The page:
How Do You Do What You Do?

Do you read wrong? When you write, are you doing it badly? Not in the sense of sloppy prose or dangling participles, but the mechanics of the act of reading and writing. When is the last time you stopped to think about how you do what you do? Often we ask why we do something, but the question of how comes up less frequently.

Do you read your books on paper or digitally? Like it or not, more and more reading will be migrating to the world of pixels. It may seem like a mundane distinction, but I find I delve deeper into prose written on a page instead of a screen. This is a personal preference, but I know I’m not alone. I love the smell of a new book, the feel of leafing through well-worn pages, the repulsion at finding a book left open with its cover up and wearing out the spine. As it turns out, I am not alone in finding hard copies more rewarding. A recent study compared reading comprehension between readers of a short story on a Kindle and readers of a paperback. The Guardian has a nice summary of the study and its findings here at the link below.

http://www.theguardian.com/books/2014/aug/19/readers-absorb-less-kindles-paper-study-plot-ereader-digitisation

The take-home message? Readers of physical books can recall more details and can feel more connected to the story. However, this is one study and the research is preliminary. Do not rush out to burn a pile of Kindles and iPads. If you consume all your text through a screen, try reading a hard cover book next. Pick up a newspaper (if you can find one). See if the printed page draws you in closer and keeps you reading longer. Consider how you do what you do.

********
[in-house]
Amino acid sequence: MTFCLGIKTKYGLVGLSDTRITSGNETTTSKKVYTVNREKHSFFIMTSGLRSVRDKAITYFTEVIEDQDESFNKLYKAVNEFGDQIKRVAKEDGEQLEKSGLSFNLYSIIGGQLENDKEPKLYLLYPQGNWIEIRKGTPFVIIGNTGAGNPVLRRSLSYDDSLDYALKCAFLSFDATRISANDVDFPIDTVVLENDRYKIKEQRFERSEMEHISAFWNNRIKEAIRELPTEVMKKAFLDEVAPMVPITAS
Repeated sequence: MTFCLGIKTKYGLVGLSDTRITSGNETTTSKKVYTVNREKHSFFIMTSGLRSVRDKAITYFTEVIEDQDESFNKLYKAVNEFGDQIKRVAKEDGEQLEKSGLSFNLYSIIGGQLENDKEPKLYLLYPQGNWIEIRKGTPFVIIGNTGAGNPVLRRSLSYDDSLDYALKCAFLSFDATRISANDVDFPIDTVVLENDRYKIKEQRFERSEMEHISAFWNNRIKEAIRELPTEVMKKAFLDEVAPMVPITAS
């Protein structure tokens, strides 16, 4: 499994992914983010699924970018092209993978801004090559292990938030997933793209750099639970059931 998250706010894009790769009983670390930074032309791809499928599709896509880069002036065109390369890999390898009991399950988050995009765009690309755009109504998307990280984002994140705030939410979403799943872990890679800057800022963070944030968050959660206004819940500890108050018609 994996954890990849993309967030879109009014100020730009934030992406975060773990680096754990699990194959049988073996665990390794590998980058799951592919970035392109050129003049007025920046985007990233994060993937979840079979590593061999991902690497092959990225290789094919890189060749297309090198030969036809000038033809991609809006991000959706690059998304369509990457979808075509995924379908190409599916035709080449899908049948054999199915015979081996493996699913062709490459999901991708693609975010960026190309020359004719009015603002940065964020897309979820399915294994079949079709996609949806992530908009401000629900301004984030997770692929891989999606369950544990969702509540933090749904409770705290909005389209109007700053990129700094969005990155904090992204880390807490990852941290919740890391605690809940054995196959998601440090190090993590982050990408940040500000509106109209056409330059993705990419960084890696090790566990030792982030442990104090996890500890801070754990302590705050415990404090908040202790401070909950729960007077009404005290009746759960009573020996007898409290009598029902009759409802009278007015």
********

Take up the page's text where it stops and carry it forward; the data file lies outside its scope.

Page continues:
As for writing, what works best for you? Do you flourish your pen or clack away at the keyboard? Or perhaps you dictate your work? There are many ways to write, and they all have their advantages. A computer can check your spelling and you have easy access to all the knowledge of the Internet. But freehand writing can be less prone to distraction. An email cannot pop out of a pad of paper. As for dictation, stories sound differently when you hear them as opposed to reading the words. You may find a character’s voice comes across differently when you verbalize their mannerisms of speech and affectations. I produce fewer pages when I dictate, and I obsess over single words in early drafts. So I know that method is not best for me. But to each your own, and if you find the spoken word to be a better conduit to your writing, keep at it!

Try new methods, and you may find a refreshing new way to read or write. Regardless of how you do it, be sure that you do.